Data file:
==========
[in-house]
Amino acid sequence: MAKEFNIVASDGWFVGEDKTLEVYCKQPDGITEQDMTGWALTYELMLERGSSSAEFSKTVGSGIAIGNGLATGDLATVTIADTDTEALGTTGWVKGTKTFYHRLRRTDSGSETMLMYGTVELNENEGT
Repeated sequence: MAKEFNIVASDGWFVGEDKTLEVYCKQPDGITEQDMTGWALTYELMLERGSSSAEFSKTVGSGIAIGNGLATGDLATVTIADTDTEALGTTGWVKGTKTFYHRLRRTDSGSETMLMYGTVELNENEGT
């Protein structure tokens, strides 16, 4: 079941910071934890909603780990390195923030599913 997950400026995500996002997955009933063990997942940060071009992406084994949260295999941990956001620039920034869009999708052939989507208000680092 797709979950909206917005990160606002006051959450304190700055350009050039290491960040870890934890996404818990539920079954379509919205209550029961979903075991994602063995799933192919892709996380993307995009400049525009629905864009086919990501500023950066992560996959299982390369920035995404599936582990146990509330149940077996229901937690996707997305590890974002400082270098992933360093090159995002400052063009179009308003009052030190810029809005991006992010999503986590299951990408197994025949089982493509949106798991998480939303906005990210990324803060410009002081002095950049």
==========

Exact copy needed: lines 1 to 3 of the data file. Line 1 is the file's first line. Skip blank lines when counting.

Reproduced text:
[in-house]
Amino acid sequence: MAKEFNIVASDGWFVGEDKTLEVYCKQPDGITEQDMTGWALTYELMLERGSSSAEFSKTVGSGIAIGNGLATGDLATVTIADTDTEALGTTGWVKGTKTFYHRLRRTDSGSETMLMYGTVELNENEGT
Repeated sequence: MAKEFNIVASDGWFVGEDKTLEVYCKQPDGITEQDMTGWALTYELMLERGSSSAEFSKTVGSGIAIGNGLATGDLATVTIADTDTEALGTTGWVKGTKTFYHRLRRTDSGSETMLMYGTVELNENEGT